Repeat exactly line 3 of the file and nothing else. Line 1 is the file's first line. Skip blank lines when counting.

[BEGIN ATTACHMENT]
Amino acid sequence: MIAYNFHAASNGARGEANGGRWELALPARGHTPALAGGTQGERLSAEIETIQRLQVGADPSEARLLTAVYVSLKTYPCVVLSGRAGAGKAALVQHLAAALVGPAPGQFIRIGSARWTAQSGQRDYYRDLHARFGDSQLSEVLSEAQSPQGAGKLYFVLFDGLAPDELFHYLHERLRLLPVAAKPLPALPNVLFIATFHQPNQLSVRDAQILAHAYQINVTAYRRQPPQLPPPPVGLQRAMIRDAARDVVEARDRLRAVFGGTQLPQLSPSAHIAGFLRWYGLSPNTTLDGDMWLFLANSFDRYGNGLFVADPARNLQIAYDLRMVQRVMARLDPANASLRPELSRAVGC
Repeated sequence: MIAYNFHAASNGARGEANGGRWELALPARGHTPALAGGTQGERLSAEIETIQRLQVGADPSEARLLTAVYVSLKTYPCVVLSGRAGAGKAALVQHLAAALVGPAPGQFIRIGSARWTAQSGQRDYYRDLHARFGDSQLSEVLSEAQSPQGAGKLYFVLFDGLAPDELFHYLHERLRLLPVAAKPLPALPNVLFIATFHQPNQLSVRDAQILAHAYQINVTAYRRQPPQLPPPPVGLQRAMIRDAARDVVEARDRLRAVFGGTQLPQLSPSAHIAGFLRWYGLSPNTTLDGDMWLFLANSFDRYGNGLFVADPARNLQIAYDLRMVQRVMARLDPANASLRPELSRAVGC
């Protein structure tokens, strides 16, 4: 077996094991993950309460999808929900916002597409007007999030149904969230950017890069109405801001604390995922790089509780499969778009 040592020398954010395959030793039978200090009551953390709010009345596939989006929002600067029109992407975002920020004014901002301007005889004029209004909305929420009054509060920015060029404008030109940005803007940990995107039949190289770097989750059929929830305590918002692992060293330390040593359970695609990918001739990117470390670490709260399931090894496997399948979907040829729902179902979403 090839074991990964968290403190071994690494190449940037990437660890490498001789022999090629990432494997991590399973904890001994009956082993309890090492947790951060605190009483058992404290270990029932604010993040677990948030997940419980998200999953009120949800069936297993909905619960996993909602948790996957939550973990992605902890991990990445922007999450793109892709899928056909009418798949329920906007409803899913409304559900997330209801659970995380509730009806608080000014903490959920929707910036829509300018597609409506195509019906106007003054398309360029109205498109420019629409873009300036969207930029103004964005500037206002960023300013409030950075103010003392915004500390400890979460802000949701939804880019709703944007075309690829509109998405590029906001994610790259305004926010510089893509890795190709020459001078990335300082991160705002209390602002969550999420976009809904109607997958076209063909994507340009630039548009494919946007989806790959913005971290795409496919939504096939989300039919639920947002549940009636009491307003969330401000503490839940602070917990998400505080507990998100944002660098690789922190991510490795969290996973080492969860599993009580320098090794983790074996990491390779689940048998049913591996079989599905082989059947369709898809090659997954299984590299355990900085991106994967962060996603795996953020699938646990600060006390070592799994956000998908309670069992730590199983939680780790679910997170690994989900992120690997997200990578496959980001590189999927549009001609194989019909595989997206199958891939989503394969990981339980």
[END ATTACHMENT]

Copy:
């Protein structure tokens, strides 16, 4: 077996094991993950309460999808929900916002597409007007999030149904969230950017890069109405801001604390995922790089509780499969778009 040592020398954010395959030793039978200090009551953390709010009345596939989006929002600067029109992407975002920020004014901002301007005889004029209004909305929420009054509060920015060029404008030109940005803007940990995107039949190289770097989750059929929830305590918002692992060293330390040593359970695609990918001739990117470390670490709260399931090894496997399948979907040829729902179902979403 090839074991990964968290403190071994690494190449940037990437660890490498001789022999090629990432494997991590399973904890001994009956082993309890090492947790951060605190009483058992404290270990029932604010993040677990948030997940419980998200999953009120949800069936297993909905619960996993909602948790996957939550973990992605902890991990990445922007999450793109892709899928056909009418798949329920906007409803899913409304559900997330209801659970995380509730009806608080000014903490959920929707910036829509300018597609409506195509019906106007003054398309360029109205498109420019629409873009300036969207930029103004964005500037206002960023300013409030950075103010003392915004500390400890979460802000949701939804880019709703944007075309690829509109998405590029906001994610790259305004926010510089893509890795190709020459001078990335300082991160705002209390602002969550999420976009809904109607997958076209063909994507340009630039548009494919946007989806790959913005971290795409496919939504096939989300039919639920947002549940009636009491307003969330401000503490839940602070917990998400505080507990998100944002660098690789922190991510490795969290996973080492969860599993009580320098090794983790074996990491390779689940048998049913591996079989599905082989059947369709898809090659997954299984590299355990900085991106994967962060996603795996953020699938646990600060006390070592799994956000998908309670069992730590199983939680780790679910997170690994989900992120690997997200990578496959980001590189999927549009001609194989019909595989997206199958891939989503394969990981339980």